What does knowing your class mean?

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For the particularly obtuse who wouldn’t twig otherwise, the Teacher Standards make it explicit teaches should have an understanding of the strengths and weaknesses of the pupils in their classes. Knowing your class is such an obvious feature of good teaching that in itself it can’t ever be much more than an irritating truism.

Unfortunately, as is common with broad and uninterrogated truisms, practical interpretations of this very basic fact can far too often result in nonsense.

For much of my career ‘knowing your class’ actually meant just knowing the numbers and information attached to pupils in the past. It meant knowing whether they were a High, Medium or Low attainer. It meant knowing their reading age. It meant knowing how they scored on the tests they sat at the end of primary. It meant knowing their dreaded ‘target grade’ and being able to parrot off all this information at the drop of an Ofsted inspector’s hat.

Knowing this stuff was how teachers proved they did indeed know their classes.

Which is silly.

Firstly, a lot of this data is historic with some being years old. For example, the data used to assess a pupil as High ability is often drawn from SATs tests completed at the end of primary. This means that by the time the child reaches Y11 the information, even if it was once accurate, is at best outdated and at worst now unrepresentative of how the child has changed in the intervening years.

Even if the child had not changed at all, the numbers attached to them tell us nothing about why they scored as they did. Are the Low Ability because they have a small working memory, or are they Low Ability because they weren’t taught well in Year 5? Do they have a low reading age because a teacher didn’t have a good grasp of phonics instruction, because they have EAL, or because they find tests boring and don’t bother doing them properly? The numbers tell us nothing without the story and when we overemphasise the importance of supposedly empirical facts we deprioritise the most powerful information and lose nuance.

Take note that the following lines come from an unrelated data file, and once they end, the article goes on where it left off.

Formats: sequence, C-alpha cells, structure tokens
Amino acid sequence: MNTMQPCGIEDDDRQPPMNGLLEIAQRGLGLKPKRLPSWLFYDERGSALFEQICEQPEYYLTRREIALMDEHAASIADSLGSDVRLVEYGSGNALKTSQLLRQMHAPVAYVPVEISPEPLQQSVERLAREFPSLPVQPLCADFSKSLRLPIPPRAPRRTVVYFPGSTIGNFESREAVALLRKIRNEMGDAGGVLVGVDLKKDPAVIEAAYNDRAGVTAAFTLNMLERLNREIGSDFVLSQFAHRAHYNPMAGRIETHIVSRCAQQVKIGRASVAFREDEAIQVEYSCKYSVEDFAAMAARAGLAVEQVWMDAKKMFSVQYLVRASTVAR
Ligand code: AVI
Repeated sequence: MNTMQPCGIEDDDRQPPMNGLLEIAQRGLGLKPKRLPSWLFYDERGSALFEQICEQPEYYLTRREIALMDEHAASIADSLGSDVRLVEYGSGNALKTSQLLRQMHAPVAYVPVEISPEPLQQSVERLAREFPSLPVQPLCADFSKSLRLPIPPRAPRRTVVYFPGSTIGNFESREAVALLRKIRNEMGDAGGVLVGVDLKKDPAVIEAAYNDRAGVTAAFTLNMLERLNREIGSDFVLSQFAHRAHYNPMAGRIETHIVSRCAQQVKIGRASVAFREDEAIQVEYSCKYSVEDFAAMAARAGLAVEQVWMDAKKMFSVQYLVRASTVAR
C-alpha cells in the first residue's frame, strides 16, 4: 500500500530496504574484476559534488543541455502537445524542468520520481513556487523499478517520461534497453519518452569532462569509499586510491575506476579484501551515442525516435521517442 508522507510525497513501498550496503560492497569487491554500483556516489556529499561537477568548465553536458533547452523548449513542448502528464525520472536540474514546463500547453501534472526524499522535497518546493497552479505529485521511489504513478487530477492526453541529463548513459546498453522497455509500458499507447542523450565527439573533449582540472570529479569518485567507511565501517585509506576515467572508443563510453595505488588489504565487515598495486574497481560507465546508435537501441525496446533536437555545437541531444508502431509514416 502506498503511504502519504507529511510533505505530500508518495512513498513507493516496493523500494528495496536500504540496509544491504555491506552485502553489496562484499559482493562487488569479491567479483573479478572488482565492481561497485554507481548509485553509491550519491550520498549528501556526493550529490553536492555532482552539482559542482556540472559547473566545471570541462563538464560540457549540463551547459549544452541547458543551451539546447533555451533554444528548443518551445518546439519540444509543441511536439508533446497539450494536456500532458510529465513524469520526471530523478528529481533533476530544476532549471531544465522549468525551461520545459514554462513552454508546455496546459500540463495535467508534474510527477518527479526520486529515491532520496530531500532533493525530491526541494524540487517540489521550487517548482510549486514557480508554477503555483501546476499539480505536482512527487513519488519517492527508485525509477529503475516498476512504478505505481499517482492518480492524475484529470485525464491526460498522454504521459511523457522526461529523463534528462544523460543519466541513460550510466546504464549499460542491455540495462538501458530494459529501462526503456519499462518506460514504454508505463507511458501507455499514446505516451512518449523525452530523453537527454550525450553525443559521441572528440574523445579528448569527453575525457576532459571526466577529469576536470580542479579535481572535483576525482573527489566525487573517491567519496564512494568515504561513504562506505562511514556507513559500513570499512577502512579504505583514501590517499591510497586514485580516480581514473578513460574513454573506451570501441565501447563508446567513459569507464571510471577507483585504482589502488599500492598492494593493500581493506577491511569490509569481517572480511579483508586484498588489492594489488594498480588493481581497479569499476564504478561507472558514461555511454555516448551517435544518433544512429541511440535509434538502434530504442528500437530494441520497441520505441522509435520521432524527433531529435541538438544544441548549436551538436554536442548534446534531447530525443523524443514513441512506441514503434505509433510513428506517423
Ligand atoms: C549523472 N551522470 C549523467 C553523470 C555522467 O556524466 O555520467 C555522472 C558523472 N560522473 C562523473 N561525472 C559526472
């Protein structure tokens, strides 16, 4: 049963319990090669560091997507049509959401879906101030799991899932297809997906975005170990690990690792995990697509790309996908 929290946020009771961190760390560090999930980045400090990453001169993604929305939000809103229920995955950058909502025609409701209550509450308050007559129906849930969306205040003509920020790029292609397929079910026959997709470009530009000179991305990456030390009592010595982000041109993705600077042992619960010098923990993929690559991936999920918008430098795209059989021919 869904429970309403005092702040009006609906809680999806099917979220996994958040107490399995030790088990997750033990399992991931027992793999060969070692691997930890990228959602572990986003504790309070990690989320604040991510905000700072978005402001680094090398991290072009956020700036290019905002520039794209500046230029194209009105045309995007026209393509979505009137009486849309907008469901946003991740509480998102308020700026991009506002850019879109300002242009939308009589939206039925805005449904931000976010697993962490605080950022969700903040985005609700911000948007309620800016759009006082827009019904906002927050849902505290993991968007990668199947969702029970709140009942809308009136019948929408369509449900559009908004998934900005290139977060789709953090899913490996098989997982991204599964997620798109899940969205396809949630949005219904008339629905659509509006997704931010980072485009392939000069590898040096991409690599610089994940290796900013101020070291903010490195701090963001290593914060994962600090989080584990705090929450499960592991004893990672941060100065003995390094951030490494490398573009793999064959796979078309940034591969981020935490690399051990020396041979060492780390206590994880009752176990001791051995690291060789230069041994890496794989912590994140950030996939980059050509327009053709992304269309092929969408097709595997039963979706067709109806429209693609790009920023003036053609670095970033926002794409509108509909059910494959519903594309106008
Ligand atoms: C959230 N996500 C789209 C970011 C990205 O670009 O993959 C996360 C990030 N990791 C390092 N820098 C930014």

Furthermore, many of the numbers are generic. They don’t tell us anything about what on our curriculum our pupils know and what they do not. They are not starting points in most subjects. They don’t tell us what a child needs to do to get better. Even when teachers keep detailed records in their own subjects these are often of little use to anyone else, because a third party will not know the conditions under which assessments were done or the amount of preparation and help pupils received, or what was going on in the complex life of the child when they did the work.

A lot of this is unknowable which means the only way to act upon it is to make assumptions we probably shouldn’t – for example that a child is unintelligent or hardworking – before we’ve had the time to know the people the numbers are attached to.

It is for all these reasons that I am comfortable admitting to mild sacrilege; for the first month or so of taking over a new class I deliberately avoid looking at any data about them apart from SEND needs. Instead I pay very close attention to work, ability to read, scores on my tests and quality of extended writing. I ask who is left handed and adjust my seating plan if I need to. I work out who is comfortable volunteering answers and who I’ll need to prod. I focus on what they can do in my subject and what they struggle with.

I record all this. I make mental notes. I annotate my handwritten register. I scribble on my seating plan.

Only then, only after I’m confident that I know my group will I look at the centrally held data. Where does it match what I thought? Where is it clearly wrong? Is there anything I need to do differently in light of it? Does it give me answers to questions I had?

For unless we have rules about how to navigate the ocean of information available to us it is all too easy to drown in it.

 

 

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